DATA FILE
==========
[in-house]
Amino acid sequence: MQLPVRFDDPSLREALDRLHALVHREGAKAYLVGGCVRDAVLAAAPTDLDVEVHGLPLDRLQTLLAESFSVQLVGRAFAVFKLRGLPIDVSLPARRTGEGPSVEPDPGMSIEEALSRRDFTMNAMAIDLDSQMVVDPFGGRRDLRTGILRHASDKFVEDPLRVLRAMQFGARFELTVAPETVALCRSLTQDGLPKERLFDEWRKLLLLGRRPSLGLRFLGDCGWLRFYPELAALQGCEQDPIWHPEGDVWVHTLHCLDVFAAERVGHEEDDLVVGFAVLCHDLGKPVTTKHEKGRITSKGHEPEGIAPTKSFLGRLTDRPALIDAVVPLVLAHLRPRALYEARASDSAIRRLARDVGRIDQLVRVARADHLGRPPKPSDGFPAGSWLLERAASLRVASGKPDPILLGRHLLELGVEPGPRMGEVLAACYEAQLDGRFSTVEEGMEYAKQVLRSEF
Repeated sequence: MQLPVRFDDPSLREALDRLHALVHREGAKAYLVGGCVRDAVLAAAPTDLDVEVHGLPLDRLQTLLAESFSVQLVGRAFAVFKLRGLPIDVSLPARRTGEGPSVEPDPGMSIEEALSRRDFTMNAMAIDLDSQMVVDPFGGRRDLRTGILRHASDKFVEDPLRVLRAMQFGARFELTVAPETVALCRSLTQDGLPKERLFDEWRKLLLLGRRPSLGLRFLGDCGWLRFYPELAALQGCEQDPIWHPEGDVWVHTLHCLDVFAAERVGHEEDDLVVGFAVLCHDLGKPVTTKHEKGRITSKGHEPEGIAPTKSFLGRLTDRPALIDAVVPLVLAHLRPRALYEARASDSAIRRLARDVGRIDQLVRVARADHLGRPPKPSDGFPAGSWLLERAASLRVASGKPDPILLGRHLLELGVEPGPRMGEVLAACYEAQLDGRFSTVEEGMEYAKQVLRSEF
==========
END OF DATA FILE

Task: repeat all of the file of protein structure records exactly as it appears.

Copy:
[in-house]
Amino acid sequence: MQLPVRFDDPSLREALDRLHALVHREGAKAYLVGGCVRDAVLAAAPTDLDVEVHGLPLDRLQTLLAESFSVQLVGRAFAVFKLRGLPIDVSLPARRTGEGPSVEPDPGMSIEEALSRRDFTMNAMAIDLDSQMVVDPFGGRRDLRTGILRHASDKFVEDPLRVLRAMQFGARFELTVAPETVALCRSLTQDGLPKERLFDEWRKLLLLGRRPSLGLRFLGDCGWLRFYPELAALQGCEQDPIWHPEGDVWVHTLHCLDVFAAERVGHEEDDLVVGFAVLCHDLGKPVTTKHEKGRITSKGHEPEGIAPTKSFLGRLTDRPALIDAVVPLVLAHLRPRALYEARASDSAIRRLARDVGRIDQLVRVARADHLGRPPKPSDGFPAGSWLLERAASLRVASGKPDPILLGRHLLELGVEPGPRMGEVLAACYEAQLDGRFSTVEEGMEYAKQVLRSEF
Repeated sequence: MQLPVRFDDPSLREALDRLHALVHREGAKAYLVGGCVRDAVLAAAPTDLDVEVHGLPLDRLQTLLAESFSVQLVGRAFAVFKLRGLPIDVSLPARRTGEGPSVEPDPGMSIEEALSRRDFTMNAMAIDLDSQMVVDPFGGRRDLRTGILRHASDKFVEDPLRVLRAMQFGARFELTVAPETVALCRSLTQDGLPKERLFDEWRKLLLLGRRPSLGLRFLGDCGWLRFYPELAALQGCEQDPIWHPEGDVWVHTLHCLDVFAAERVGHEEDDLVVGFAVLCHDLGKPVTTKHEKGRITSKGHEPEGIAPTKSFLGRLTDRPALIDAVVPLVLAHLRPRALYEARASDSAIRRLARDVGRIDQLVRVARADHLGRPPKPSDGFPAGSWLLERAASLRVASGKPDPILLGRHLLELGVEPGPRMGEVLAACYEAQLDGRFSTVEEGMEYAKQVLRSEF